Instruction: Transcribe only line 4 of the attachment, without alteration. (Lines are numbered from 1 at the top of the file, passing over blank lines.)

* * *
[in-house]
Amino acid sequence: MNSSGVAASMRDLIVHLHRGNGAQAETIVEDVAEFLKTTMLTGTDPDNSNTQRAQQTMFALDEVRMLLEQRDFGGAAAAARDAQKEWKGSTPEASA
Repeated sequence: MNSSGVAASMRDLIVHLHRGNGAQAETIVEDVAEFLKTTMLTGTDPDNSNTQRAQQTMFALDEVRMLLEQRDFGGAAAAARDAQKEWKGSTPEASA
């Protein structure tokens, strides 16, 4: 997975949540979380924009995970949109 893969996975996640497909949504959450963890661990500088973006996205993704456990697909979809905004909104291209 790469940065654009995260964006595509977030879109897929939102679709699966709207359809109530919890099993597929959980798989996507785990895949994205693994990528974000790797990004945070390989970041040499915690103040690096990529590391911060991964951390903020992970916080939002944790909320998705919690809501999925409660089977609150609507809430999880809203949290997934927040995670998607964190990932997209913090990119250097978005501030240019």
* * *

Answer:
């Protein structure tokens, strides 16, 4: 997975949540979380924009995970949109 893969996975996640497909949504959450963890661990500088973006996205993704456990697909979809905004909104291209 790469940065654009995260964006595509977030879109897929939102679709699966709207359809109530919890099993597929959980798989996507785990895949994205693994990528974000790797990004945070390989970041040499915690103040690096990529590391911060991964951390903020992970916080939002944790909320998705919690809501999925409660089977609150609507809430999880809203949290997934927040995670998607964190990932997209913090990119250097978005501030240019």